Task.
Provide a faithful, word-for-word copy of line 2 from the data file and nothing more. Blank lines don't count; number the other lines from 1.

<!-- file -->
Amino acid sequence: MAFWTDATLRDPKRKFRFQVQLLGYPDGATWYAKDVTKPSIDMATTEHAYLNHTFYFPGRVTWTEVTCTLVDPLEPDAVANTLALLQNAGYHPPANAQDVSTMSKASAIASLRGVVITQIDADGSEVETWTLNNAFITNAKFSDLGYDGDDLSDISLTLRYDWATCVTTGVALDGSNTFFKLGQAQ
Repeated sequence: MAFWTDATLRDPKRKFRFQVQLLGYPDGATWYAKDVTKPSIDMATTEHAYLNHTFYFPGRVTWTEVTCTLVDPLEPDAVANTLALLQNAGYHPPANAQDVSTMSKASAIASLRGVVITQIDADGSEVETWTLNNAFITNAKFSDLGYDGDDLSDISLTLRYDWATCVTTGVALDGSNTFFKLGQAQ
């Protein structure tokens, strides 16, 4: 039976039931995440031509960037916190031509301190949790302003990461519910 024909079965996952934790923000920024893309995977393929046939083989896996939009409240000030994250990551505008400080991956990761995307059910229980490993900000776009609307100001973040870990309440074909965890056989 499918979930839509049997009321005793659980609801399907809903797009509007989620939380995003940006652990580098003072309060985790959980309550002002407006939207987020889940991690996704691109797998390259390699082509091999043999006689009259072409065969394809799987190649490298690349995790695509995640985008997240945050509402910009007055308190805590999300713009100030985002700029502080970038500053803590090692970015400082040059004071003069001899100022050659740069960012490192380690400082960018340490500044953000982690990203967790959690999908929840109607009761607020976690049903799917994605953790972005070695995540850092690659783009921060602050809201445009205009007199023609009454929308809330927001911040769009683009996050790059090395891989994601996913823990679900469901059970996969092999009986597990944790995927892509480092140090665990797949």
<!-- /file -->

Repeated sequence: MAFWTDATLRDPKRKFRFQVQLLGYPDGATWYAKDVTKPSIDMATTEHAYLNHTFYFPGRVTWTEVTCTLVDPLEPDAVANTLALLQNAGYHPPANAQDVSTMSKASAIASLRGVVITQIDADGSEVETWTLNNAFITNAKFSDLGYDGDDLSDISLTLRYDWATCVTTGVALDGSNTFFKLGQAQ